3 Tips for Parents of Graduating Seniors

Originally Published May 17, 2017. 

Congratulations! Your child is graduating from college–but parents of graduating seniors all over are wondering: Is there a J-O-B lined up on the other side of the commencement ceremony?

If not, this can be an anxious time for parents, says Avis Hinkson, dean of Barnard College, the women’s college affiliated with Columbia University.

“There is opportunity for misunderstanding,” Hinkson said. “Students don’t know how to navigate the next thing.”

Hinkson recommends that parents guide, not chide, their graduating seniors. As dean of the college, she provides counsel and resources to more than 2,400 students.

Below are three tips from Barnard’s dean. Hinkson advises that parents assess the following to most effectively help their children navigate this stage of life:

How much assistance to provide

Think hard about whether you are willing and able to help your child. What can you offer and for how long? Whether it’s financial assistance or housing, parents need to plan ahead and be upfront about the possibilities, limitations, and boundaries. For example, if a child returns home, are you willing to provide housing but expect that certain chores will be done in exchange? Will you cover a few months’ rent in a new city?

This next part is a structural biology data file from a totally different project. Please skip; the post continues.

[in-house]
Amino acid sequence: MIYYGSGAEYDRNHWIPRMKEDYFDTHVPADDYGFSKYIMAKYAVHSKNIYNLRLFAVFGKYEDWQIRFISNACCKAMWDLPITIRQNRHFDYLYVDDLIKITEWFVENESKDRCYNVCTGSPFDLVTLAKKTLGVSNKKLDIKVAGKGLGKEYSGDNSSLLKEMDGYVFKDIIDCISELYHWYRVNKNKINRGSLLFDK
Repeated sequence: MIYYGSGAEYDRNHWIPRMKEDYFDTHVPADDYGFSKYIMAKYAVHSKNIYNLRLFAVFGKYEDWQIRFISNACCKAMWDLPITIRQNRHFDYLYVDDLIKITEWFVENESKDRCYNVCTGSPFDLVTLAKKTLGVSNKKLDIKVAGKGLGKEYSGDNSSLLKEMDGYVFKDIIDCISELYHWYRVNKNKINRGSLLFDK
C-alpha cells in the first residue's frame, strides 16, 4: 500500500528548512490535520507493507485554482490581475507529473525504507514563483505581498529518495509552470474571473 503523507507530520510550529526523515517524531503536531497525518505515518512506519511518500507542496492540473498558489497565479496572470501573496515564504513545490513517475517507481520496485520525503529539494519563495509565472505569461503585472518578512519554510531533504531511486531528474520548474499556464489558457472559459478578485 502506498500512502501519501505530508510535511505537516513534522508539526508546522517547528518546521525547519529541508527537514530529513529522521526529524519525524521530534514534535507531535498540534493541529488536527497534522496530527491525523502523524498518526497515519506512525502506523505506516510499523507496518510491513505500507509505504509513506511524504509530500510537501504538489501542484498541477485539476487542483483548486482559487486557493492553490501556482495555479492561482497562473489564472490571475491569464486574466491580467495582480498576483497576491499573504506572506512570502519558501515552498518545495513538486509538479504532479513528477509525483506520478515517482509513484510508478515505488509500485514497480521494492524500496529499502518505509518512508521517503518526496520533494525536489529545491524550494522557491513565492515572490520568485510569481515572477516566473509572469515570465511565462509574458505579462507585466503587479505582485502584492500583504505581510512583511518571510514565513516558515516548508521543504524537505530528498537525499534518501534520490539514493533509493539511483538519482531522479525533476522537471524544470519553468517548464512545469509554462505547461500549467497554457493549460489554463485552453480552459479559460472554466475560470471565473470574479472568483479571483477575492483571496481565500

How to help with a job hunt

Finding a first post-grad job can be emotionally taxing. Consider using your own professional resources. Can you make introductions to connections for informational interviews or job shadowing? Perhaps you could help your child reconnect with a former mentor, such as a high school guidance counselor; or forge new relationships with a local chapter of the alumni association.


Figuring out “what’s next”

New grads may feel pressed to jump straight into a career. Instead of just asking, “What’s next?” help your son or daughter develop short- and long-term plans. For example, perhaps a short-term solution for your son is to accept a position outside his degree or “dream job” interests. Outlining a long-term approach–even for five years–may alleviate some stress. You can also reinforce that it’s just as important for your child to know what she doesn’t want as what she does.

“Parents need to ask themselves tough questions about their expectations and ability to help before broaching ‘The Talk” with their children,” Hinkson says. “They can act as coaches by starting a conversation that takes off some pressure and is supportive, but that’s clear and leads to solutions. You want to keep these conversations fluid and open, and check your assumptions.”